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I’ve always liked googling authors of the textbooks we get sent rather than relying on the very obviously bias blurb about them presented in the book. When I got Retina Illustrated I have to admit I was pretty excited to see the editor was Justis Ehlers; a Vitreoretinal Surgeon (who does many, many other things alongside that) who works at the prestigious Cleveland Clinic. So expectations were high.

The textbook itself is fairly sizeable – about two thirds the size of my Kanski. Once you have the textbook, you’re meant to get complimentary access to the full e-book so you can easily reference it anywhere you are, no need to worry about lugging it around. It’s a little bit different to the other textbooks I’ve received recently which tend to offer an additional multimedia library online to compliment the text as opposed to the same text online.

In terms of organisation the book is split into 10 main sections, and 102 chapters which are around five pages each. As the title of the text suggests, the majority of it is diagrams and pictures. I think we can all agree that ophthalmologists are a very visual bunch, so this set up will definitely appeal.

The first section is dedicated to retinal diagnostics. You get a quick overview of optical coherence tomography (OCT), fundus fluorescien angiography (FFA), optical coherence angiography (OCTA), indocyanine green (ICG), intraoperative OCT and fundus autofluorescence (AF). For each test they give a ‘diagnostic / technology’ overview and then talk about their key applications. They seem to give a good balance of how each test works without getting overly technical. So you can leave this chapter having a fairly decent, albeit basic understanding of each one and the types of conditions they may be useful in.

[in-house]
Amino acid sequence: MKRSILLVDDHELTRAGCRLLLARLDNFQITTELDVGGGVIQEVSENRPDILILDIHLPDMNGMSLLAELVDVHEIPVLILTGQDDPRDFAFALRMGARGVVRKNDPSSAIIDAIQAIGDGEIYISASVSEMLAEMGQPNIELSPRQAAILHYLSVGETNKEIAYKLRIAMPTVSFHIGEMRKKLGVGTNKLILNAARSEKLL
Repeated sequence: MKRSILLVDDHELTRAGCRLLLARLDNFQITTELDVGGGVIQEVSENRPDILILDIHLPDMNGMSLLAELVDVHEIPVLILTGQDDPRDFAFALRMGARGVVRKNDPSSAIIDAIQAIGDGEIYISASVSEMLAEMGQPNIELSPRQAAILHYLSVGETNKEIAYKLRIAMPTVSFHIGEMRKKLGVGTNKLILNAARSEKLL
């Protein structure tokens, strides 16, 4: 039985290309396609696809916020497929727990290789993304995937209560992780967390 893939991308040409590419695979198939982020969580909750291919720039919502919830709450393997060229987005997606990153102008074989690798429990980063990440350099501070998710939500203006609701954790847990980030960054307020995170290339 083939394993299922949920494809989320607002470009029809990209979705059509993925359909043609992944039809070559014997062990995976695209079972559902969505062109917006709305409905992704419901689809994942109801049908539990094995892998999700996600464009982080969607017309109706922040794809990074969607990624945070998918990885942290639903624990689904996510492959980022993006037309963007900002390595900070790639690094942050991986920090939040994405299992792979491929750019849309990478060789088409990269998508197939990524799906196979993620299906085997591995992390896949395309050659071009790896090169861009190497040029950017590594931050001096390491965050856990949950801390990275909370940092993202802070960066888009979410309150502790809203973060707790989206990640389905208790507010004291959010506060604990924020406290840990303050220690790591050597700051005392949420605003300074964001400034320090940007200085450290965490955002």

The other main sections in the book are:

  • Macular and peripheral vitreoretinal interface disorders
  • Retinal vascular disease
  • Retinal degenerations and dystrophies
  • Other macular disorders
  • Chorioretinal infectious and inflammatory disorders
  • Retinal trauma and other conditions
  • Toxic and drug-related retinopathies
  • Posterior segment tumours
  • Paediatric vitreoretinal disease

Each section reminds me of the kind of notes that I tend to make for an exam – they’re to the point and just give you the most important bits of information. As expected there are lots of fundus pictures, OCTs, FFAs etc. for each condition. They do have some nice little tables thrown in there as well, such as the two tables summarising the differences in examination findings and the findings in diagnostic tests for central serous chorioretinopathy (CSCR) and the pachychoroid disease spectrum.

I like how it’s succinct whilst covering a lot of ground. I’d probably recommend the ebook over the hard copy as the images tend to look much better online.

Retina is quite saturated with lots of textbooks boasting beautiful diagrams so it can be difficult to know which to get. Although I’m not convinced this adds anything new, if you want a textbook that whips you through a lot of retinal conditions in a concise manner then this may well be worth a look.

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Zaria Ali

Manchester Royal Eye Hospital, Manchester, UK.

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